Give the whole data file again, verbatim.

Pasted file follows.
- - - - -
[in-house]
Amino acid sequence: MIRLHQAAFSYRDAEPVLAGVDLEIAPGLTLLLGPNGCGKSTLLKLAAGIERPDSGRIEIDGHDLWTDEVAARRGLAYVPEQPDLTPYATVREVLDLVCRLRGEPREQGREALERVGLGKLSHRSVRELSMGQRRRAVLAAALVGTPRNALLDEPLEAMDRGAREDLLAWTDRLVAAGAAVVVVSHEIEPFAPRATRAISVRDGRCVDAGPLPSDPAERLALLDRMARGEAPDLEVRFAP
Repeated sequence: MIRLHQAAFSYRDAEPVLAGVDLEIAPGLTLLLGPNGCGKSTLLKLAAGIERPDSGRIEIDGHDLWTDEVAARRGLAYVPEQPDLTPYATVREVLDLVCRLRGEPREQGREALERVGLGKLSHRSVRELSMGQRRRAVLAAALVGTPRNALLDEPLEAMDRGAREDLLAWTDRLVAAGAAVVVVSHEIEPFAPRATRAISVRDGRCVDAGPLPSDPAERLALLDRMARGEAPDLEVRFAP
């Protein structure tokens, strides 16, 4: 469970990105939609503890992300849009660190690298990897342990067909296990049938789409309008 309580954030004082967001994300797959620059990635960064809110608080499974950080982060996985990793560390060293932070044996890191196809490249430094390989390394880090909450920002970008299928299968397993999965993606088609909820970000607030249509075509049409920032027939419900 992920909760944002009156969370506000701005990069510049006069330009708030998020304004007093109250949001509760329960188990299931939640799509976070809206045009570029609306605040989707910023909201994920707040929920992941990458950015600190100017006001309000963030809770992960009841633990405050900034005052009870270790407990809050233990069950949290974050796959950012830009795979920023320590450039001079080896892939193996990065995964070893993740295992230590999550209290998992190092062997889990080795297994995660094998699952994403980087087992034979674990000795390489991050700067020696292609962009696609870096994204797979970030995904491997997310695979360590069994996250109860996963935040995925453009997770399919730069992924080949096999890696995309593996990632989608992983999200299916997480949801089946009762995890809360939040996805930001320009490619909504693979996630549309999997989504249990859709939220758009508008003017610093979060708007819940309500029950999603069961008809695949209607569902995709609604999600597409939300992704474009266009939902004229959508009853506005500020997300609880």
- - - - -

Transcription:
[in-house]
Amino acid sequence: MIRLHQAAFSYRDAEPVLAGVDLEIAPGLTLLLGPNGCGKSTLLKLAAGIERPDSGRIEIDGHDLWTDEVAARRGLAYVPEQPDLTPYATVREVLDLVCRLRGEPREQGREALERVGLGKLSHRSVRELSMGQRRRAVLAAALVGTPRNALLDEPLEAMDRGAREDLLAWTDRLVAAGAAVVVVSHEIEPFAPRATRAISVRDGRCVDAGPLPSDPAERLALLDRMARGEAPDLEVRFAP
Repeated sequence: MIRLHQAAFSYRDAEPVLAGVDLEIAPGLTLLLGPNGCGKSTLLKLAAGIERPDSGRIEIDGHDLWTDEVAARRGLAYVPEQPDLTPYATVREVLDLVCRLRGEPREQGREALERVGLGKLSHRSVRELSMGQRRRAVLAAALVGTPRNALLDEPLEAMDRGAREDLLAWTDRLVAAGAAVVVVSHEIEPFAPRATRAISVRDGRCVDAGPLPSDPAERLALLDRMARGEAPDLEVRFAP
């Protein structure tokens, strides 16, 4: 469970990105939609503890992300849009660190690298990897342990067909296990049938789409309008 309580954030004082967001994300797959620059990635960064809110608080499974950080982060996985990793560390060293932070044996890191196809490249430094390989390394880090909450920002970008299928299968397993999965993606088609909820970000607030249509075509049409920032027939419900 992920909760944002009156969370506000701005990069510049006069330009708030998020304004007093109250949001509760329960188990299931939640799509976070809206045009570029609306605040989707910023909201994920707040929920992941990458950015600190100017006001309000963030809770992960009841633990405050900034005052009870270790407990809050233990069950949290974050796959950012830009795979920023320590450039001079080896892939193996990065995964070893993740295992230590999550209290998992190092062997889990080795297994995660094998699952994403980087087992034979674990000795390489991050700067020696292609962009696609870096994204797979970030995904491997997310695979360590069994996250109860996963935040995925453009997770399919730069992924080949096999890696995309593996990632989608992983999200299916997480949801089946009762995890809360939040996805930001320009490619909504693979996630549309999997989504249990859709939220758009508008003017610093979060708007819940309500029950999603069961008809695949209607569902995709609604999600597409939300992704474009266009939902004229959508009853506005500020997300609880």